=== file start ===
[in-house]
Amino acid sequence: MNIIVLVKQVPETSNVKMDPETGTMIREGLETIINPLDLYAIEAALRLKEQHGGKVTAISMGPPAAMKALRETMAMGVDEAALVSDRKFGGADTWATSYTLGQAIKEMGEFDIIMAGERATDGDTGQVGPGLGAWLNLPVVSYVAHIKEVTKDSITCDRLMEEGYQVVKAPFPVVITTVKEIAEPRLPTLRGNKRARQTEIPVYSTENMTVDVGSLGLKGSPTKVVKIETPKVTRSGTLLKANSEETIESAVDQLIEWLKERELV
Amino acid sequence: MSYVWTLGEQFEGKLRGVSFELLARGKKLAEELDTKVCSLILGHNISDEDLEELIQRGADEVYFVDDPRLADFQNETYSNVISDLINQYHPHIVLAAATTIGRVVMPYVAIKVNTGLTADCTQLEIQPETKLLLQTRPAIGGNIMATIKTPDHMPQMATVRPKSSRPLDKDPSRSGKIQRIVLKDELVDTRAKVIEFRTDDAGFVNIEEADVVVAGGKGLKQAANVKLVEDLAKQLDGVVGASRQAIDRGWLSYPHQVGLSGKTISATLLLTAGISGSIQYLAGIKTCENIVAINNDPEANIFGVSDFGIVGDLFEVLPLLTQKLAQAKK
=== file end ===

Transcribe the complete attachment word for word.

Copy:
[in-house]
Amino acid sequence: MNIIVLVKQVPETSNVKMDPETGTMIREGLETIINPLDLYAIEAALRLKEQHGGKVTAISMGPPAAMKALRETMAMGVDEAALVSDRKFGGADTWATSYTLGQAIKEMGEFDIIMAGERATDGDTGQVGPGLGAWLNLPVVSYVAHIKEVTKDSITCDRLMEEGYQVVKAPFPVVITTVKEIAEPRLPTLRGNKRARQTEIPVYSTENMTVDVGSLGLKGSPTKVVKIETPKVTRSGTLLKANSEETIESAVDQLIEWLKERELV
Amino acid sequence: MSYVWTLGEQFEGKLRGVSFELLARGKKLAEELDTKVCSLILGHNISDEDLEELIQRGADEVYFVDDPRLADFQNETYSNVISDLINQYHPHIVLAAATTIGRVVMPYVAIKVNTGLTADCTQLEIQPETKLLLQTRPAIGGNIMATIKTPDHMPQMATVRPKSSRPLDKDPSRSGKIQRIVLKDELVDTRAKVIEFRTDDAGFVNIEEADVVVAGGKGLKQAANVKLVEDLAKQLDGVVGASRQAIDRGWLSYPHQVGLSGKTISATLLLTAGISGSIQYLAGIKTCENIVAINNDPEANIFGVSDFGIVGDLFEVLPLLTQKLAQAKK